Friends of Mukai will present a program describing the use of land mapping systems in restoring historic gardens at 7 p.m. Wednesday, January 22nd at the Vashon Maury Island Land Trust building. The presentation features Ed Baldwin, Garden Manager of the Highline SeaTac Botanical Garden, and Diane Crawford, Associate Senior Environmental Scientist, Golder Associates, Inc.
Ed Baldwin will tell the story of the Seike Japanese Garden’s successful move from the third runway area of SeaTac to the Highline SeaTac Botanical Garden. The garden was created by the Shinichi Seike family in 1961 as a memorial for son and brother Toll Seike, who was killed in France while serving with the 442nd Regimental combat team in WWII. The family hired Shintaro Okada, a garden designer from Hiroshima, to help with planning and construction, which began in January and was completed by June 25th with a gala to celebrate the new garden.
With the development of SEATAC’s third runway, the garden, originally part of the Seike family-owned Des Moines Way Nursery, had to be relocated and recreated. The garden was saved by the efforts of four different government agencies and Highline Botanical Garden Foundation. This massive undertaking is considered the largest relocation of a Japanese garden attempted in the United States.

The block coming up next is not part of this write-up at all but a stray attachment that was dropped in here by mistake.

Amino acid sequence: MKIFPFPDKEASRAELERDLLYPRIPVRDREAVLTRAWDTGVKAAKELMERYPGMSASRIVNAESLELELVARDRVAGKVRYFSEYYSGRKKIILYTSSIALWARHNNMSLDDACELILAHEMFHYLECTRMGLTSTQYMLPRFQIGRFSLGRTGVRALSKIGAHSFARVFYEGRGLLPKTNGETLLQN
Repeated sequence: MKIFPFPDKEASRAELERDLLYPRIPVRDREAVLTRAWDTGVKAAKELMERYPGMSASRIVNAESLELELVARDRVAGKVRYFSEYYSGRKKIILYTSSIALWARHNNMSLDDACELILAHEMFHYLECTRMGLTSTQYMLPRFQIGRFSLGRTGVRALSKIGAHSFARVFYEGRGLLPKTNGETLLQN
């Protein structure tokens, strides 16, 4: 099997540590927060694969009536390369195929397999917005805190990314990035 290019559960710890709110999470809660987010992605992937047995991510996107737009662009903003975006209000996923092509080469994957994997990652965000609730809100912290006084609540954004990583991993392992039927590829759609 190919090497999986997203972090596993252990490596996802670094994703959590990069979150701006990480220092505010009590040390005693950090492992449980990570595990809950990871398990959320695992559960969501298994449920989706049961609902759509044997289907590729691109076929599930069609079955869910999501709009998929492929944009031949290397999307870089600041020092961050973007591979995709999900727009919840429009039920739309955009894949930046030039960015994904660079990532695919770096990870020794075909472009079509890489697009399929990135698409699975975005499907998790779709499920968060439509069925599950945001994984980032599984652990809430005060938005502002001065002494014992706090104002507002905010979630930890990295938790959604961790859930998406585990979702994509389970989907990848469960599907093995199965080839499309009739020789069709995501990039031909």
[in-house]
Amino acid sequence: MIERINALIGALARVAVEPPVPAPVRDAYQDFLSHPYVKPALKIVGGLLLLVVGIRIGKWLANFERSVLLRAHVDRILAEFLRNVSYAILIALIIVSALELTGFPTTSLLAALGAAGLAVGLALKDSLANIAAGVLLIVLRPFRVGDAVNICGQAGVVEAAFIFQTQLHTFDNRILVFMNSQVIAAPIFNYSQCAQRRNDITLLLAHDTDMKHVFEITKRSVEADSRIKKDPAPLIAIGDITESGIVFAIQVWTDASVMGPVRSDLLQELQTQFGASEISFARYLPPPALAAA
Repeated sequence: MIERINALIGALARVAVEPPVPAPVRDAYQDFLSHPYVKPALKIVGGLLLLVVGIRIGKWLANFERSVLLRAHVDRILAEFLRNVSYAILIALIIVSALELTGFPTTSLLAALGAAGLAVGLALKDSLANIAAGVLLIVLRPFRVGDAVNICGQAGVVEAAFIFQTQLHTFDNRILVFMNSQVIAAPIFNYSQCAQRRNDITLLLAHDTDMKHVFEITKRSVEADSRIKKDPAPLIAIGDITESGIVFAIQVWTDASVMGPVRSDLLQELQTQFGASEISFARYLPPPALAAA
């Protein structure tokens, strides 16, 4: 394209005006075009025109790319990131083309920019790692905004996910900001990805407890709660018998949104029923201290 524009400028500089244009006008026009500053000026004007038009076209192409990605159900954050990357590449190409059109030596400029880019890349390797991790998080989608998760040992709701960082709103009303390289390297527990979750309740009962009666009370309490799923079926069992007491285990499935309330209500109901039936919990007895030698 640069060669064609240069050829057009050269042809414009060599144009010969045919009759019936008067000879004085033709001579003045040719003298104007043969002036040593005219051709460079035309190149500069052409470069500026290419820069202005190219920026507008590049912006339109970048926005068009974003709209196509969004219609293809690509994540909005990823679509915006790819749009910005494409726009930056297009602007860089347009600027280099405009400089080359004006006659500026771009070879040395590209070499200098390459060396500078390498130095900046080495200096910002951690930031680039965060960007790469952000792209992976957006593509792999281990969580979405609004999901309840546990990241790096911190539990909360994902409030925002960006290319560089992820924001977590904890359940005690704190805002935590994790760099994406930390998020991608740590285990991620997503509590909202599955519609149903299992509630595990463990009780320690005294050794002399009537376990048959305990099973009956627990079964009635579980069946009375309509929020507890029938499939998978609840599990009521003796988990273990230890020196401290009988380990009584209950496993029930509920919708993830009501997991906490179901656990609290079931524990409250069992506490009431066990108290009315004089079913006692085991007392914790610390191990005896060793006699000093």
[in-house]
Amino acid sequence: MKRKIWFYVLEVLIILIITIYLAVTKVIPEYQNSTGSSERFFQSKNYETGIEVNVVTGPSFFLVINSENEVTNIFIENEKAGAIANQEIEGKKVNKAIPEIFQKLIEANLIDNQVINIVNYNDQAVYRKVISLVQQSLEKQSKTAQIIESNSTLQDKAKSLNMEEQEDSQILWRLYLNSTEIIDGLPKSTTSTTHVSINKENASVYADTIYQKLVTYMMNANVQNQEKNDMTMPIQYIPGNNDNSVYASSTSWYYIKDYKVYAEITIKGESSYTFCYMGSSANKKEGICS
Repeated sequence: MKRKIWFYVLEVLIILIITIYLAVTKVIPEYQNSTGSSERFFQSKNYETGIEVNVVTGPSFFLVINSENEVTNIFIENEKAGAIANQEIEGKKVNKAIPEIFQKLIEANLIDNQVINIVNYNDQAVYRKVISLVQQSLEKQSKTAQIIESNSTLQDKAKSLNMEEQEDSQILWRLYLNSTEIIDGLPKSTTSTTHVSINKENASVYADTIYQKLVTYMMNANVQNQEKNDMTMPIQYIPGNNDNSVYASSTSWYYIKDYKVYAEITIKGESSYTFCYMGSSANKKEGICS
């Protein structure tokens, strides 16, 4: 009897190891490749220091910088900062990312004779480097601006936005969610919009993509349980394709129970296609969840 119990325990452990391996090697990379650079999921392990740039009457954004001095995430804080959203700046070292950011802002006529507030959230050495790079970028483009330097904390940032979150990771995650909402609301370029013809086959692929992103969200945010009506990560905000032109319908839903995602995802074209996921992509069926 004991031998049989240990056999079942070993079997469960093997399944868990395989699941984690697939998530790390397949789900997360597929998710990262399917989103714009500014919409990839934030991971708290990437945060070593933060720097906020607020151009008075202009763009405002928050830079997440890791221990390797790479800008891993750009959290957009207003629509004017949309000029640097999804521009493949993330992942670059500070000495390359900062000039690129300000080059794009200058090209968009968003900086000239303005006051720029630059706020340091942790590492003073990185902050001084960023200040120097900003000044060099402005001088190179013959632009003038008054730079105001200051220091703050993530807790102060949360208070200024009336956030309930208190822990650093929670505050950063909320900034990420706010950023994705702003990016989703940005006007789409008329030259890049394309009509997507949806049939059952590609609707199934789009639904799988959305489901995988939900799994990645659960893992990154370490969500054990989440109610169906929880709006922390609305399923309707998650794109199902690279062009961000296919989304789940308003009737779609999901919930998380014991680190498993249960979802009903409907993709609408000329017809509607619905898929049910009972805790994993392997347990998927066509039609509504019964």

Major efforts throughout the project were focused on the ultimate goal of recreating garden designer Shintaro Okara’s original intent and preserving a significant local, cultural and horticultural treasure. Ed will describe how land mapping technology was used in this effort. The Seike Garden reopened at Highline SeaTac Botanical Garden on June 20, 2006.
Diane Crawford, with over 30 years of experience in environmental investigations, uses field mapping systems, including Global Positioning Systems (GPS), to collect field data to establish latitude, longitude, and elevations or depths for sites within an area, and to delineate linear features and shapes in fields. During a summer visit to the Mukai property, Diane used GPS in conjunction with a smart tablet loaded with satellite imagery to orient specific features as she mapped Kuni Mukai’s garden. She will describe the process and how this technology will be used in future restoration of Kuni’s garden.
The Friends of Mukai program is free and open to the public. Refreshments will be served.